[¶3] On the night of the incident, B.C. was admitted to the hospital for treatment of her injuries. Police officers obtained photographs of B.C.’s injuries taken the night of the incident and days later after the swelling of B.C.’s injuries had subsided. At trial, the court admitted these photographs over Peters’ objection. On appeal Peters argues that the State violated his right to speedy trial, that the photographs admitted by the district court were cumulative in violation of N.D.R.Ev. 403, and that the court erred in not issuing a curative instruction relating to the photographs.

II

[¶4] Peters argues his constitutional right to a speedy trial was violated.

[¶5] A criminal defendant's right to speedy trial is protected by the Sixth Amendment to the United States Constitution and N.D. Const. art. I, § 12. State v. Wayland , 2020 ND 106, ¶ 7, 942 N.W.2d 841. We conduct a de novo review of the district court's overall assessment, but review the court's factual findings for clear error. Id. at ¶ 8 ; United States v. Sims , 847 F.3d 630, 634 (8th Cir. 2017). The district court must analyze four factors to evaluate a speedy trial claim: "length of the delay, reason for the delay, proper assertion of the right, and actual prejudice to the accused." Koenig v. State , 2018 ND 59, ¶ 20, 907 N.W.2d 344 (citing State v. Hall , 2017 ND 124, ¶ 11, 894 N.W.2d 836 ). The factors are related, none is dispositive, and they must be considered together along with other circumstances. State v. Hamre , 2019 ND 86, ¶ 11, 924 N.W.2d 776.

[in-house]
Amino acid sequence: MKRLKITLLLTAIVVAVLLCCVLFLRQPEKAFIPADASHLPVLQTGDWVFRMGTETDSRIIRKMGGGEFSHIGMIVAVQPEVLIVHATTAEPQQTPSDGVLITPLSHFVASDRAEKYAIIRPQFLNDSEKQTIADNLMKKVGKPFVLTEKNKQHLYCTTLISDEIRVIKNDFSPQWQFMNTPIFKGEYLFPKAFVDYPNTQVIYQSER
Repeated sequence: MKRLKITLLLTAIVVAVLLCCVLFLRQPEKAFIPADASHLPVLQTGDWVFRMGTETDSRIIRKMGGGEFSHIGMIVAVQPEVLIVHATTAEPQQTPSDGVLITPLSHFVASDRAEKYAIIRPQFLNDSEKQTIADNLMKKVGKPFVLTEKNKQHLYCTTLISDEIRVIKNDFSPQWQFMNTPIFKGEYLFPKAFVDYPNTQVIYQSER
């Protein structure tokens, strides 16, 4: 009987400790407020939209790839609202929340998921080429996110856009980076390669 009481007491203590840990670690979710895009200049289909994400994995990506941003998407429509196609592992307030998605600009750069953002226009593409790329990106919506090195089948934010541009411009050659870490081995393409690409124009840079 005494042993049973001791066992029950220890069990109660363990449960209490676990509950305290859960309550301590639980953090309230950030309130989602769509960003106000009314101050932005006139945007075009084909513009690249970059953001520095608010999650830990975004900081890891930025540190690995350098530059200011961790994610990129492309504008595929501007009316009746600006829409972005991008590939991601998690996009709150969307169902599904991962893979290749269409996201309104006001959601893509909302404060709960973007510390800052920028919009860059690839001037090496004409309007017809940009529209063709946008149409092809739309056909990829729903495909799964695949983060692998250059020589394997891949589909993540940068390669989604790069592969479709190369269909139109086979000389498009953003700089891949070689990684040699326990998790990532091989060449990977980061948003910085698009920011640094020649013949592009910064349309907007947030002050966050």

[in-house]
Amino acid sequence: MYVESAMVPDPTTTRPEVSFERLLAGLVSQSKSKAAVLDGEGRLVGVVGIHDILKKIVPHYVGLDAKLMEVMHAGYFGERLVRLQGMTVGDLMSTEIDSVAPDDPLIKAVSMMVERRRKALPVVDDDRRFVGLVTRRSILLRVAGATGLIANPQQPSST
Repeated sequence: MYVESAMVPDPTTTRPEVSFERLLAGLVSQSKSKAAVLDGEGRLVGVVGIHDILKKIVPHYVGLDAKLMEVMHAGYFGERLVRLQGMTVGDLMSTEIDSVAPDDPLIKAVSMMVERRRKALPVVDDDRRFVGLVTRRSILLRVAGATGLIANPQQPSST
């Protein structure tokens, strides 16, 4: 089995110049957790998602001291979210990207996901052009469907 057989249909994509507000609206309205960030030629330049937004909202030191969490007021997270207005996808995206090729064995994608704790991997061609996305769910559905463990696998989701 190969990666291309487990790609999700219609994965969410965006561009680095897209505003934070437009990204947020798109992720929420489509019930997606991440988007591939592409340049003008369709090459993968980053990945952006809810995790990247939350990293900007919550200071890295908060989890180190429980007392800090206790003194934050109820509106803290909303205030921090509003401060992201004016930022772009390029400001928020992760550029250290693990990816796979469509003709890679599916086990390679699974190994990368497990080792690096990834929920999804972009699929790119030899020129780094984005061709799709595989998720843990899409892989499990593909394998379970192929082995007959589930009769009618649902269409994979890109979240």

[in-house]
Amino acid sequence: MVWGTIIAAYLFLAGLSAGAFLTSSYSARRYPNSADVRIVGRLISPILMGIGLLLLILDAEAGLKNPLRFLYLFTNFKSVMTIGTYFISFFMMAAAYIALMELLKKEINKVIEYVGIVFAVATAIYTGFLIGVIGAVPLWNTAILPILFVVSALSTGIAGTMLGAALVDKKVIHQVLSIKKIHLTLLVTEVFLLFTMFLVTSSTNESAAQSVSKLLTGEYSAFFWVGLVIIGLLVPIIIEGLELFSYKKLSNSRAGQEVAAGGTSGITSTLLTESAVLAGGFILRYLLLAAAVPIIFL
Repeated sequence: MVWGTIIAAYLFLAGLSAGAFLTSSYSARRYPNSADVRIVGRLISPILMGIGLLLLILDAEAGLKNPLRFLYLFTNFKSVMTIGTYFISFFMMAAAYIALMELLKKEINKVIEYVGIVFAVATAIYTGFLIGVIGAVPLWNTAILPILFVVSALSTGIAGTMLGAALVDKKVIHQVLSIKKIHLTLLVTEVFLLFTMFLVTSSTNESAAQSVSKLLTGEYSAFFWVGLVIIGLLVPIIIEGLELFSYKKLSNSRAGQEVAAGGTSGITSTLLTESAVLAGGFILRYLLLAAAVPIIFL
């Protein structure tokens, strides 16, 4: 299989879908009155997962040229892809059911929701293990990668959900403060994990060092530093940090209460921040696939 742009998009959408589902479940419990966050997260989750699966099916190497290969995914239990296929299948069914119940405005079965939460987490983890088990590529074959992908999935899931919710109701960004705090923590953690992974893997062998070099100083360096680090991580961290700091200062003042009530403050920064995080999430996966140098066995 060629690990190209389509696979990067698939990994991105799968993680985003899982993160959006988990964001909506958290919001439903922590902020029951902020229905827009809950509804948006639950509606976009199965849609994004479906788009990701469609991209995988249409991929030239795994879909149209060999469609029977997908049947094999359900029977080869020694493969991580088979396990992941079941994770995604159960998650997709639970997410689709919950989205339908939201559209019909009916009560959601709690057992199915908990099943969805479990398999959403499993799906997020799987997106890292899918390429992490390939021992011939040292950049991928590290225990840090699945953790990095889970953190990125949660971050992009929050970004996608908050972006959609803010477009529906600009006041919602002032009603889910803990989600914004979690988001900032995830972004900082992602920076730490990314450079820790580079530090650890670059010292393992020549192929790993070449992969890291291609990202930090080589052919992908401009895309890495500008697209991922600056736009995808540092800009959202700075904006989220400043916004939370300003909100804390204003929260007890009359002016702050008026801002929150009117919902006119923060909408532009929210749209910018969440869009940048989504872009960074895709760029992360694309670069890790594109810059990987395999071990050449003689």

A

[¶6] The length of delay is the time between either the arrest or indictment, whichever is first, and the beginning of the trial. State v. Borland , 2021 ND 52, ¶ 14, 956 N.W. 2d 412 ; Sims , 847 F.3d at 634. Under the first factor, "a delay of one year or more is ‘presumptively prejudicial’ and triggers an analysis of the other speedy trial factors." Hamre , 2019 ND 86, ¶ 11, 924 N.W.2d 776. Peters’ trial began on September 20, 2021, almost twenty-one months after his arrest. This delay is presumptively prejudicial and triggers analysis of the other speedy trial factors.

B